Earlier this month, a strange phenomenon began to spread across Tumblr: users were receiving messages from what appeared to be a run-of-the-mill pornbot with the username “sexygirlmax2019.” Curious bloggers quickly discovered, however, that the messages—all variations of “Hey pee head – can you teleport?”—were part of an immersive storytelling experience: an alternate reality game, or ARG, where players are tasked with discovering and decoding clues hidden in various websites, images, and audio files.
ARGs are relatively common, but this one was remarkable for its lovable characters and how quickly it built a frenzied fanbase. Within a matter of hours, a subreddit, several dedicated blogs, a fan Wiki page, and even two Discord servers had popped up, all determined to solve the mystery of Max, the guardian angel in peril, and Anita, her terminally ill ward. Players busily discussed clues and updates at all hours, with nearly 2,500 people actively participating, and upwards of 600 users online at any given time.
At the ARG’s conclusion, it was revealed that—despite player speculation that the developer or “gamemaster” was actually a group of people in their 20’s—the “man behind the curtain” was in fact two fifteen-year-olds: Rowan (a.k.a. “Rad,” found on Tumblr at iloveyougulliver and raddical) and Rook (found on Tumblr at zoopyhigh). They agreed to answer some questions about their storytelling project and the surprising velocity at which both diehard ARG fans and people new to the genre took to their piece.
A more comprehensive summary of the max2019 ARG can be found here.
How did you guys decide to make this ARG in the first place?
Rowan: Well, we’ve talked about this, definitely. This is one of the first questions that comes up. It happened on accident. I’m just being honest. It started with the actual sexymax blog, I thought it would be funny to do something like that. And then it kind of just like… devolved into an ARG. Like, we got the opportunity to do something like that, and we just took it and ran with it.
Is this your first project of this scale? In terms of the response?
Rowan: I would say so, yeah!
How did it compare to the response that Daddy-Double-D got? (Note: Daddy-Double-D was an infamous parody blog Rowan ran where he pretended to be an enthusiastic but often oblivious anti-sjw of the 4chan variety; notable highlights include the infamous “Not a homosexual myself, but he’s quite the hands-on man” post in reference to the Spongebob pickle guy and “I WILL tear Antifa down. If he wants to mess with me, so be it.”)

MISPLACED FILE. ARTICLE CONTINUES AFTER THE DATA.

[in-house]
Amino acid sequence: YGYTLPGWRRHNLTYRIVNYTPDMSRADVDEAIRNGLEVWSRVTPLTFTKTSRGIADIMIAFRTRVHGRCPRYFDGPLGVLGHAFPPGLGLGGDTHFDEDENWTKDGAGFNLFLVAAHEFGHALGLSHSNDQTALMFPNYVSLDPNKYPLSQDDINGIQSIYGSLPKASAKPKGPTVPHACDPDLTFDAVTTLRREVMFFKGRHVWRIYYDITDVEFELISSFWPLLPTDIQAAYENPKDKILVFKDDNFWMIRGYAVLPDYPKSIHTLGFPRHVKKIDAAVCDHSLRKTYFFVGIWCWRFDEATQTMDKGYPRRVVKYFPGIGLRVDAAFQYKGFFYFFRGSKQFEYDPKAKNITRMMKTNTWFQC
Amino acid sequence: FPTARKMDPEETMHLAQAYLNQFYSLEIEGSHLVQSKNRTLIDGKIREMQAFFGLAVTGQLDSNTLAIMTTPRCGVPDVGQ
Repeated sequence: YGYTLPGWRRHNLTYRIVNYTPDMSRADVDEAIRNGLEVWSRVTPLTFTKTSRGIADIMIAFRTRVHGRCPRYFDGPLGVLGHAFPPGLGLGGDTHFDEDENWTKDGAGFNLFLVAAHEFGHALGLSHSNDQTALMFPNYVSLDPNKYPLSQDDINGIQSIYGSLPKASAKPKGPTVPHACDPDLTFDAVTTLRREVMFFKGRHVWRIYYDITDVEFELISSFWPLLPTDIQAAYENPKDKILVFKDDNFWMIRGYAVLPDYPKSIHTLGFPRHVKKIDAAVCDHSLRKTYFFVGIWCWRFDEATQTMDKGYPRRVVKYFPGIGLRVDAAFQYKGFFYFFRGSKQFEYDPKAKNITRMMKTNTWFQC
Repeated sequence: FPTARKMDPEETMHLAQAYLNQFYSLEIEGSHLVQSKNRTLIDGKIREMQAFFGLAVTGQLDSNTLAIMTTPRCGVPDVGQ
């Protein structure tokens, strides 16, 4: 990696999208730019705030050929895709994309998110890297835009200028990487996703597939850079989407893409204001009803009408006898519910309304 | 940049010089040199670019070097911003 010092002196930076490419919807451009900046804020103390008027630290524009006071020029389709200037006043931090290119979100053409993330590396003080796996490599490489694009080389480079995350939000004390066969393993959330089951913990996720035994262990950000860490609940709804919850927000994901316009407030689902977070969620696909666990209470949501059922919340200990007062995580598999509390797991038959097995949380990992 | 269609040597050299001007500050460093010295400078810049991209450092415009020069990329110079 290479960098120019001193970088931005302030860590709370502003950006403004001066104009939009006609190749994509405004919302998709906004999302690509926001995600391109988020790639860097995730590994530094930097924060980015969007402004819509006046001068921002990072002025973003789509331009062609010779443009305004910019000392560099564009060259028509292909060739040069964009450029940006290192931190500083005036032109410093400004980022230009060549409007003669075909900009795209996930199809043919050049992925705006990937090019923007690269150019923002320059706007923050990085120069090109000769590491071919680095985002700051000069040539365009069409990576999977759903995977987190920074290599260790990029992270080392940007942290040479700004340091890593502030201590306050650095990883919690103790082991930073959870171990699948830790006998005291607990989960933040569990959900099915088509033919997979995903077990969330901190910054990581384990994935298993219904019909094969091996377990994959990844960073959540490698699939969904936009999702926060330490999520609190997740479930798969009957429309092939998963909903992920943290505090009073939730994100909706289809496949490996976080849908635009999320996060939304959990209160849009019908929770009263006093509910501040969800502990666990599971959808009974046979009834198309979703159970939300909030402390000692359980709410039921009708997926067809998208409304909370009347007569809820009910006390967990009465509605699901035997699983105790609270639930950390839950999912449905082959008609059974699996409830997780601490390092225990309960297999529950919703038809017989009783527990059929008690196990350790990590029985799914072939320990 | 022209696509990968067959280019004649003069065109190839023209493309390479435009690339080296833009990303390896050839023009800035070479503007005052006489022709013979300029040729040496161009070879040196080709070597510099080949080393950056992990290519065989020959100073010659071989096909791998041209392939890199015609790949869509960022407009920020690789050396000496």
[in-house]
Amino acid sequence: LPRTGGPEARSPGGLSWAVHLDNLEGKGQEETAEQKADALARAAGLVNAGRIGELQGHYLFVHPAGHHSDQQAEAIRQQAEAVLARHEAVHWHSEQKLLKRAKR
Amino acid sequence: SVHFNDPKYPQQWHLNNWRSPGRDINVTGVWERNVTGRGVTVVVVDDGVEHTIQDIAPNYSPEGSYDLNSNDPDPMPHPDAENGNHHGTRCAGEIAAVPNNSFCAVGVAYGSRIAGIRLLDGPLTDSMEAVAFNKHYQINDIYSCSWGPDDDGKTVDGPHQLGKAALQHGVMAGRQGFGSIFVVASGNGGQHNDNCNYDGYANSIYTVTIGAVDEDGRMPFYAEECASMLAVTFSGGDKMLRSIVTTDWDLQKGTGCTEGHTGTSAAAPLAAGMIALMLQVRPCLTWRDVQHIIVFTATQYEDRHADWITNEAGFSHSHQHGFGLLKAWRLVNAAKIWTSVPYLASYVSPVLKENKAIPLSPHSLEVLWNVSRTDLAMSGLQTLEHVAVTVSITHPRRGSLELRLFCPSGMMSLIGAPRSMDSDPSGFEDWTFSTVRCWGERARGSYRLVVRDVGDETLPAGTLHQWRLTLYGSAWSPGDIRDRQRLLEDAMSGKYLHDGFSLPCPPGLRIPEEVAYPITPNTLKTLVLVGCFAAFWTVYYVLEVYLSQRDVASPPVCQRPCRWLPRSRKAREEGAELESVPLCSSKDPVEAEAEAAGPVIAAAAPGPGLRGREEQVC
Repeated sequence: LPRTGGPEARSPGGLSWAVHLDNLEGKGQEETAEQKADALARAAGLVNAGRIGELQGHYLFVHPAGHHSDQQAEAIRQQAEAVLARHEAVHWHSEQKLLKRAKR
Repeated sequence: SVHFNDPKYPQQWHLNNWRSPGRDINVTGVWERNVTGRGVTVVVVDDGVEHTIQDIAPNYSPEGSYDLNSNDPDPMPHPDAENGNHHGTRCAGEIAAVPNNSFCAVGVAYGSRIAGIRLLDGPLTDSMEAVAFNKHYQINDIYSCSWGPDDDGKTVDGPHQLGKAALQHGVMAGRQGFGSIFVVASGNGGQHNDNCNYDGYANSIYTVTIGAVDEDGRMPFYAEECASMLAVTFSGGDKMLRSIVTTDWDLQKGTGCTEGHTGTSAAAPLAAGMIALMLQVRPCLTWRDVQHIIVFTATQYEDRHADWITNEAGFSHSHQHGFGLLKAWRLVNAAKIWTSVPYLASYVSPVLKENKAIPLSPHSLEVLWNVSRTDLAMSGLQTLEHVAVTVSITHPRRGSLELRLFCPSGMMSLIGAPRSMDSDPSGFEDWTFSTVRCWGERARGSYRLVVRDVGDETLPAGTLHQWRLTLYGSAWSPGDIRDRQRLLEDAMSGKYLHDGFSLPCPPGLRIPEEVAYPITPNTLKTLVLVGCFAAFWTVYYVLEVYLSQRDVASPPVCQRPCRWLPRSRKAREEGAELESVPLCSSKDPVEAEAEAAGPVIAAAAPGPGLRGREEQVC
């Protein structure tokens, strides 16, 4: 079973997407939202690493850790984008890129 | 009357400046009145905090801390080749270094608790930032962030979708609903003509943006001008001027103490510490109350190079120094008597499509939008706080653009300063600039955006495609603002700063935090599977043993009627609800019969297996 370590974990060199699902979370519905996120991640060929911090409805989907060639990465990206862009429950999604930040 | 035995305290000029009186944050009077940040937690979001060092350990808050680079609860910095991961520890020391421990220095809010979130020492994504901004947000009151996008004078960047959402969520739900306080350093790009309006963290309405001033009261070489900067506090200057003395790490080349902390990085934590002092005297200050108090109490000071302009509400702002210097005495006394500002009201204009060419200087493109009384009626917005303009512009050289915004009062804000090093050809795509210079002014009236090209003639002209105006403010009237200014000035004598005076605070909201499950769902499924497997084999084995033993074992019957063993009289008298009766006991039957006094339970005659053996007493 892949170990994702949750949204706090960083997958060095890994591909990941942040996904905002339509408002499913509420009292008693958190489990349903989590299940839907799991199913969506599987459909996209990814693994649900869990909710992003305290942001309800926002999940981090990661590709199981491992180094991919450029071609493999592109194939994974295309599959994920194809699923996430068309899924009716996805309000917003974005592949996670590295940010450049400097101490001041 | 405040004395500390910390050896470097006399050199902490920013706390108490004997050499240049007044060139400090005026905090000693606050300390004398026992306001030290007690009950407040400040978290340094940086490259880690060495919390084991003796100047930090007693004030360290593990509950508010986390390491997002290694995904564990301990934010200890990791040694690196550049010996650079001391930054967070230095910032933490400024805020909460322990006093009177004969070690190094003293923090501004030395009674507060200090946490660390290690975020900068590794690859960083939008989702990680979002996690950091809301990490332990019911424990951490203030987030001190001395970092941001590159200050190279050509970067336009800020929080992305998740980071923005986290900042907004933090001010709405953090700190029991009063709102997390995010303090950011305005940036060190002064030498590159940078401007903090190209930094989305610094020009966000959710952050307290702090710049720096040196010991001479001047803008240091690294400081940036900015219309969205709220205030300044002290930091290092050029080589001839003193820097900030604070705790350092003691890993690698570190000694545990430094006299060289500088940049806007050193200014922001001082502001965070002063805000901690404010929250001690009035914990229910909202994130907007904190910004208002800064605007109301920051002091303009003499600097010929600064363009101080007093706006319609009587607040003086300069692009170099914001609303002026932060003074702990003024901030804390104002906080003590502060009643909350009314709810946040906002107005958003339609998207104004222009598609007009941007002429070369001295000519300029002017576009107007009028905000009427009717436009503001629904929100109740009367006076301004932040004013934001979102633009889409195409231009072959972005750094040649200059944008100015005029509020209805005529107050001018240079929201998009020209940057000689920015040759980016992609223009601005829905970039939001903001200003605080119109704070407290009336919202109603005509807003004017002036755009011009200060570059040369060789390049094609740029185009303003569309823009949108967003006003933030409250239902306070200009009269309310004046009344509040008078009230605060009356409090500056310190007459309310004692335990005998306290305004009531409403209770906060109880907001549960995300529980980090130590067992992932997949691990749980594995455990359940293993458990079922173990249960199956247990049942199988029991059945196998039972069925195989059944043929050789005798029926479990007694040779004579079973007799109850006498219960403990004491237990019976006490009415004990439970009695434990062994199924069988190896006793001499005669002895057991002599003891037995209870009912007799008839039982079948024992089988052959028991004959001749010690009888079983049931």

Rowan: Daddy-Double-D was less of an accident, so the amount of feedback that I got on that one was a little bit less surprising. But I think it was definitely similar in the sense that some people weren’t able to tell if it was real or not.
Rook: It was a lot different, in terms of how people responded to it. And also it wasn’t really something that had a fanbase or fanart or anything like that. Correct me if I’m wrong, but I think Rad and Arlo were intending to do something like an ARG with Daddy-Double-D a long time ago but it never ended up happening?
(At this point Rowan’s dad came into his room to tell him about the new Gorillaz album and we had to pause.)
Rowan: Don’t tell them my dad came in. Don’t put that in the article. That’s off the record.
Rowan: But yeah, me and my other friend Arlo intended to do something like an ARG with Daddy-Double-D but it never really took off. (Note: by “never really took off” Rowan means “I accidentally deleted all my blogs and someone hoarded the URL.”) But [Daddy-Double-D] was a little different in terms of popularity because it was definitely something that was sort of attention grabbing because [the character]’s whole… thing… was so stupid… Like Rook said, we never got any fanart [for Daddy-Double-D], so the fanbase—quote unquote “fanbase”—was definitely different, because a lot of people were convinced that he was real. But with [Max], a lot of people knew right off the bat that it was piloted by a real person.
What was your reaction to how Max2019 was received? Were you surprised at all?
Rook: Yeah, for sure! When I found the subreddit, I peed myself.
Rowan: Definitely! It started taking off, like, the day after I messaged people from the account. I think it was tumblr user zsnes—they made a post about it, screenshotting the messages, and so did a couple other users, and those got a lot of attention. So those started going around and me and Rook were like, “what the fuuuuck.” But once we started turning it into more of an ARG and using, like, Anita’s blog, the amount of attention we got was insane. I still can’t believe there’s like, a whole subreddit and a Wiki and two whole Discord servers… So definitely, yeah, we were blown away by the responses.